With midterm elections 2½ weeks away and the 2020 presidential race around the corner, prominent Democrats are embracing an ambitious idea: Repeal and replace the $1.5 trillion Republican tax plan.
The proposals would get rid of the tax cuts and, in turn, funnel that money into government-guaranteed cash for low- and middle-income households.
Sen. Kamala Harris, D-Calif., announced a plan this week that would give working families up to $6,000 each year, with the option of receiving monthly payments. Sen. Sherrod Brown, D-Ohio, and Rep. Ro Khanna, D-Calif., outlined a similar idea last year. A bill from Rep. Bonnie Watson Coleman, D-N.J., would allow family caregivers and students to receive the money as well.
"The idea was to provide a clear contrast with Donald Trump," Khanna told CNBC in an interview. "You know what you could actually do with this money? You could give anyone making under $75,000 a raise."
The measures are significantly more dramatic than some previous Democratic proposals – a reflection of the proximity to the midterm elections and the early interest surrounding the presidential race in 2020. Harris and Brown are potential contenders for the White House, and Democrats have been seeking bold ideas to present to their energized electorate.
"There's all kind of evidence that voters are not looking for incremental solutions," said Adam Ruben, campaigns director at the Economic Security Project, a liberal think tank that has pushed the idea. "They're looking for a big vision of how to pick up all the people who have been left behind in this economy."
Harris' plan would create a new tax credit of up to $3,000 for individuals or $6,000 for households. They could opt to receive the money in a lump sum after filing their annual tax return or in monthly installments of $250 to $500, which Harris said could help reduce reliance on payday lenders. The credit would be refundable, which means workers would receive the money even if they don't owe any taxes. Households earning up to $100,000 would be eligible.
The bill shares many of the same elements of an earlier bill from Brown and Khanna. Their proposal would expand the existing earned income tax credit up to roughly $12,000 for a family with three children. The money could also be paid monthly, but it would only cover households earning up to about $76,000. The lawmakers introduced the bill last fall with more than 50 co-sponsors in the House; no other senators signed on to the measure at the time.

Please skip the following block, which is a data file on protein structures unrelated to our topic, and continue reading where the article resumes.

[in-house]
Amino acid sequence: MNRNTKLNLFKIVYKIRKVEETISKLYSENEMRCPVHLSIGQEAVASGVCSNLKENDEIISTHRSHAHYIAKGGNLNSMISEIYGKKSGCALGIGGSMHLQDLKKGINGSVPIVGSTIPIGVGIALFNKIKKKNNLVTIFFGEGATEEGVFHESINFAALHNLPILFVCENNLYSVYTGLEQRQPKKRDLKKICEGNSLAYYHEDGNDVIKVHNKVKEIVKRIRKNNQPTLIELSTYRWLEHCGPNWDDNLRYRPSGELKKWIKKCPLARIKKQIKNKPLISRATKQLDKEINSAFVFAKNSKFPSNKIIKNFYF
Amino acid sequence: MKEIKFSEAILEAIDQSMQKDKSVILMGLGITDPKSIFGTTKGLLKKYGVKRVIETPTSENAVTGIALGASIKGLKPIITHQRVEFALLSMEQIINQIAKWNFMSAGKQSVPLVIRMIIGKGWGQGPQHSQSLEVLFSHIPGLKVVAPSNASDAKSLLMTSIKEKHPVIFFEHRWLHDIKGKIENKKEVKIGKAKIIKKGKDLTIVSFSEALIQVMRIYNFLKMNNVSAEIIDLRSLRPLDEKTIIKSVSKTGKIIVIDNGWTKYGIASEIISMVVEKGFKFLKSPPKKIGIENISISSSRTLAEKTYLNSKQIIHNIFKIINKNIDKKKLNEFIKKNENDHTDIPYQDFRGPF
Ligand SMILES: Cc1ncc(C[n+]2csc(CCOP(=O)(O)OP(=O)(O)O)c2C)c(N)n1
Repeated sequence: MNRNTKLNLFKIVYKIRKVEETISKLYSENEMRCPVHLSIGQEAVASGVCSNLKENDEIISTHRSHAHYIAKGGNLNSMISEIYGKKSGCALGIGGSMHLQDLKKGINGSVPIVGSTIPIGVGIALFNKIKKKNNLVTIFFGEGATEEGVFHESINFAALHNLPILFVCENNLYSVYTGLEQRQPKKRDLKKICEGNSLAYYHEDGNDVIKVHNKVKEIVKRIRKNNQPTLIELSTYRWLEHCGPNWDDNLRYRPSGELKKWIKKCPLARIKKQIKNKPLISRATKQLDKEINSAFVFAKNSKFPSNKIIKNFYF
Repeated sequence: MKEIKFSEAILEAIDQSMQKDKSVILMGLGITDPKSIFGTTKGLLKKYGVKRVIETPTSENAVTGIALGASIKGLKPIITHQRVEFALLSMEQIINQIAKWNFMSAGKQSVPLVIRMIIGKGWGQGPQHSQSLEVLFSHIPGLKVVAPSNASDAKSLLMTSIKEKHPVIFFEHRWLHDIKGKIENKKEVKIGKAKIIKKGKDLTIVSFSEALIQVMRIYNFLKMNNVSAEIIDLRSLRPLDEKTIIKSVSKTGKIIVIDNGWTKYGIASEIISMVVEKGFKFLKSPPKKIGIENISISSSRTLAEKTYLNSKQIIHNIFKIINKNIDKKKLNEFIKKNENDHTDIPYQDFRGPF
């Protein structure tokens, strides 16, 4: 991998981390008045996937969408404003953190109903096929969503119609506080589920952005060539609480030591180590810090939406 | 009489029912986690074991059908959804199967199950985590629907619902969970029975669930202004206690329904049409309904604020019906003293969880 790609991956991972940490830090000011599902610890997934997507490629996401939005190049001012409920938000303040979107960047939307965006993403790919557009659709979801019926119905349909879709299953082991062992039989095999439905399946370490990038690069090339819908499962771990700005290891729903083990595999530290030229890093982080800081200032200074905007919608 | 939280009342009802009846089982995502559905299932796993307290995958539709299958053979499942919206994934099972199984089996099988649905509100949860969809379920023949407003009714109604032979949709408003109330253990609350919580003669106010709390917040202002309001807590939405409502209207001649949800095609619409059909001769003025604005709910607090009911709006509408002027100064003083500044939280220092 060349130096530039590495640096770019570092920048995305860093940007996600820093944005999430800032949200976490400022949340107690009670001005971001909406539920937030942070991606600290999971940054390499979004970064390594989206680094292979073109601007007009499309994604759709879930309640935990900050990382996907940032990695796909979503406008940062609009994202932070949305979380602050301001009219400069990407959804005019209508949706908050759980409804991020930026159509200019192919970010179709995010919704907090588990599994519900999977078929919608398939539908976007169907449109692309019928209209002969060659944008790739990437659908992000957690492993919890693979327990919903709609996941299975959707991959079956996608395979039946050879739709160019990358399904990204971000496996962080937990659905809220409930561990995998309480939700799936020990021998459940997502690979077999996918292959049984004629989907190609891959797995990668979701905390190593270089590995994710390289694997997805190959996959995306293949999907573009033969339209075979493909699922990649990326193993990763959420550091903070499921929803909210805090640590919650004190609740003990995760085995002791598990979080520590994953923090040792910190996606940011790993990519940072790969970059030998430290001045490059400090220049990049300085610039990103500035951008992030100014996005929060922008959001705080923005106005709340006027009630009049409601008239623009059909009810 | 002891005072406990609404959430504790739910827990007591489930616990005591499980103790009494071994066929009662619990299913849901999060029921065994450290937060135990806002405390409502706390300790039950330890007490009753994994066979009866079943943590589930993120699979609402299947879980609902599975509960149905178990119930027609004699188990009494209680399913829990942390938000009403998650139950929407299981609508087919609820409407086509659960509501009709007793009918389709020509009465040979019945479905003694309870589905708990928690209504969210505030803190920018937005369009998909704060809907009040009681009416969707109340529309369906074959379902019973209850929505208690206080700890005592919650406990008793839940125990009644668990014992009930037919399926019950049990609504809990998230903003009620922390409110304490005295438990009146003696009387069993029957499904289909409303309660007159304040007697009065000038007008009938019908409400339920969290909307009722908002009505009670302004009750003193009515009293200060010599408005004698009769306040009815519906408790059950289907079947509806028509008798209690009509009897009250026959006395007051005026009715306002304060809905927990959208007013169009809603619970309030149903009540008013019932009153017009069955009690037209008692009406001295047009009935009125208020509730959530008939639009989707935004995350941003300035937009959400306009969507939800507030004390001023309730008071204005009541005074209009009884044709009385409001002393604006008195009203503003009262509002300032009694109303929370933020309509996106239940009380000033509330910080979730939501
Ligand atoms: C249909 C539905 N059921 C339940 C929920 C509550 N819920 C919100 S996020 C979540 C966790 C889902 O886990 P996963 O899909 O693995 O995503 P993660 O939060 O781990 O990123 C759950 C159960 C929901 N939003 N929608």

"We've seen the debate shift," Khanna said. "My hope is that other presidential candidates will look at the Brown plan and embrace it as the alternative to Trump."
Ruben said his organization has spoken with other potential Democratic candidates about the idea but declined to specify whom. Earlier this year, Senate Democrats announced a more modest proposal to roll back the GOP tax cuts: Move the top tax rate for individuals back to 39 percent, raise the corporate tax rate 4 percentage points to 25 percent and reinstate the alternative minimum tax.
Rep. John Delaney, D-Md., who has announced he is running in 2020, has called for nudging the corporate tax rate up to 23 percent to pay for $1 trillion in infrastructure spending. He told CNBC he also supports expanding the earned income tax credit but did not say by how much.
"We must reform our tax code in a way that is fiscally responsible, addresses our long-term economic competitiveness needs and helps working families," he said in a statement.
Indeed, the new tax credits come with a hefty price tag. Brown and Khanna's plan is expected to cost about $1.4 trillion – just about what the Republican tax plan costs. Harris' bill is likely to be in the same ballpark. That's why liberals say repealing the current law is a critical component of their plan.
Yet Democrats have repeatedly attacked the GOP tax cuts for ballooning the deficit. And while they argue that the new credits would support long-term economic growth, they are not claiming such a plan would pay for itself.
Republicans are preparing for battle.
The conservative Heritage Foundation released an analysis this week showing repealing the tax cuts in 2020 would cost the average household nearly $27,000 in lost take-home pay over the next decade. Some of the decline is due to higher individual tax rates, said Adam Michel, a policy analyst at Heritage and one of the authors of the report. But most of it is the result of lower economic growth because of higher corporate rates, he said.
"That's where a lot of the juice comes from," Michel said. "That's the thing I'm frankly most concerned about."
Democrats have also criticized the GOP for passing its sweeping tax plan with a party-line vote. Yet it seems unlikely that any Republicans would support repealing and replacing what GOP leadership has dubbed the "crown jewel" of its legislative agenda.
"The tax cuts launched our booming economy into the stratosphere and anybody advocating for repeal will have to explain why they want to reverse the jobs and wage growth our country has seen since the law passed," said John Ashbrook, a Republican strategist who worked under Senate Majority Leader Mitch McConnell.
The Nov. 6 elections will be a testing ground for the Democratic agenda, and Economic Security Project's Ruben said the Democratic Party will need fresh thinking to connect with voters in 2020.
"People want to feel the confidence that someone is going to fight for them and push for big changes and not let classic Washington gridlock or the constrained sense of what is acceptable in politics get in the way," he said.